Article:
The act also regulates the practice of medicine. Section 1 of the Act mandates every hospital in Nigeria whether private or government to accept for treatment, any victim of gunshot brought to the hospital without police clearance report first sought and obtained. This is contrary to the previous norms whereby police reports are made a sine qua non for admitting patient with gunshot wounds. By mandating hospitals, medical practitioners are impliedly being referred to. Section 3 of the Act mandates any hospital by implication, medical practitioner to report to the nearest police station within two hours of commencement of treatment. Section 5, 9 and 11 makes the hospital and any doctor as specifically mentioned in section 5 liable for the violation of the Act. Accordingly, this law also regulates the practice of medicine even though findings show that the law is honoured more in its breach than compliance.

  1. The United Nation Universal Declaration of Human Rights[16]

Article 25(1) of the Universal Declaration of Human Rights provides:

“Everyone has the right to standards of living      adequate for the health and well-being of himself and his family including food, clothing and medical care”

The above provision is tied to the constitutional provision of right to life as guaranteed by section 33 of the Constitution of Nigeria. This provision, gives credence to the fact medical practice is regulated both locally and internationally. Other regulations of this nature are found in international conventions such as the African Charter of Human and Peoples Rights among others.

  1. The National Health Insurance Scheme Act[17]

The Act was enacted for the sole purpose of providing health insurance which shall entitled insured persons and their dependents the benefits of prescribed good quality and cost effective health services as contained in the Act. See section 1 of the Act. The said act also regulates medical practice in Nigeria.

The Roles of Medical and Dental Council of Nigeria in Checkmating Medical Negligence

The roles of the medical and dental council of Nigeria in checkmating medical negligence are both express and implied. Express to the fact that they are expressly listed in the establishment Act and implied to the fact that they are not directly listed but flow from the supervisory roles of the council as listed in the Act. In other words, they are tied to the express roles. Section 1 of the Medical and Dental Practitioners Act, provides for the establishment of the medical and dental council of Nigeria as well, its functions. For the purpose of this essay, only the roles relevant to checkmating medical negligence shall be analyzed.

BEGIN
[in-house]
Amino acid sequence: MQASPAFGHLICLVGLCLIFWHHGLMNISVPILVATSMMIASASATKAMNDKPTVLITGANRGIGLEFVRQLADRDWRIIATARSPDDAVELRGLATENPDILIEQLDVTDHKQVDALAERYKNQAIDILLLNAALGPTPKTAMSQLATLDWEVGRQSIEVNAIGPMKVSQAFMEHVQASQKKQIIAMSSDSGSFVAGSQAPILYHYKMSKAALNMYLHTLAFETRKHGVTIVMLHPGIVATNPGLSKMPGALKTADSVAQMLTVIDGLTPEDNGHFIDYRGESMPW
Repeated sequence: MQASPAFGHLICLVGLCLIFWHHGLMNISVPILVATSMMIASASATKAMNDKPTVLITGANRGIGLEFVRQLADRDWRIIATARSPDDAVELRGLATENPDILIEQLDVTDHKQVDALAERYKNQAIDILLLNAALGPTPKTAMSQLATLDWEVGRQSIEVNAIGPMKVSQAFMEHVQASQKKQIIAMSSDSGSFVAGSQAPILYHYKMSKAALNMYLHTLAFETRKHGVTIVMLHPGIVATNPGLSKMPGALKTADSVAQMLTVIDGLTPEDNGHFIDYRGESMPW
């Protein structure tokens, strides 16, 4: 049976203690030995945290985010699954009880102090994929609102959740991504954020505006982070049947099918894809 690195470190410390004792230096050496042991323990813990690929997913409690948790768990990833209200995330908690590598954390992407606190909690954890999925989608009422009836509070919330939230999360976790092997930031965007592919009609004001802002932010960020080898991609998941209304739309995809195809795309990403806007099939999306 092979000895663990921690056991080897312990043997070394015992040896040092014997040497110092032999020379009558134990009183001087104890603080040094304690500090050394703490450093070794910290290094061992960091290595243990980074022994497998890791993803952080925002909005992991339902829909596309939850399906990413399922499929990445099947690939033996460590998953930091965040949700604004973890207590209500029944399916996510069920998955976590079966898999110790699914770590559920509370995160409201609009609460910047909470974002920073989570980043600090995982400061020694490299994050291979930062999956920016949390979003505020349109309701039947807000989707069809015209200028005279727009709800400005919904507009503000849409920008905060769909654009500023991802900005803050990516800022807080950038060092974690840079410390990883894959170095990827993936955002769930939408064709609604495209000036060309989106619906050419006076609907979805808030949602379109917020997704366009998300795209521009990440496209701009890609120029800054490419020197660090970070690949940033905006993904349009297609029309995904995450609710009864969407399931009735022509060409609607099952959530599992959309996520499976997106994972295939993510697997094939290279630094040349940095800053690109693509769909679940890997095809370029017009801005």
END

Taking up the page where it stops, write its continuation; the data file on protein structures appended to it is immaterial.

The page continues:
1. Section 1(2) (a) of the Act, empowers the medical and dental council of Nigeria herein referred to as the council to determine the standard of knowledge and skill required of persons who are seeking to become members of the medical or dental profession and to review those standards from time to time. By this power, the council is legally required to set the standard for proper medical treatment. The council by this medium is empowered to look at cases and incidences of medical negligence and strategize ways of tackling them by implementing policies and guidelines to be learned and obeyed by all persons seeking to become members of the profession. This policies and guidelines are meant to be changed as the cases of medical negligence unfold.
  2. Section 1 (2) (b) of the Act empowers the council to ensure the publication of the list of persons who are meant to practice as members of the profession from time to time. By this, the council is also empowered to put the public on notice about members who are declared unfit to practice for one reason or the other. This, the council can do through periodic publication in social media and newspaper among others as a way of alerting the innocent public from giving into the services of persons who are declared unfit. By this, the rate of medical negligence is to be reduced. This particular point shows the need for the council to have a public relation officer who is good and vast in the knowledge of publicity and who can easily be accessible to the public.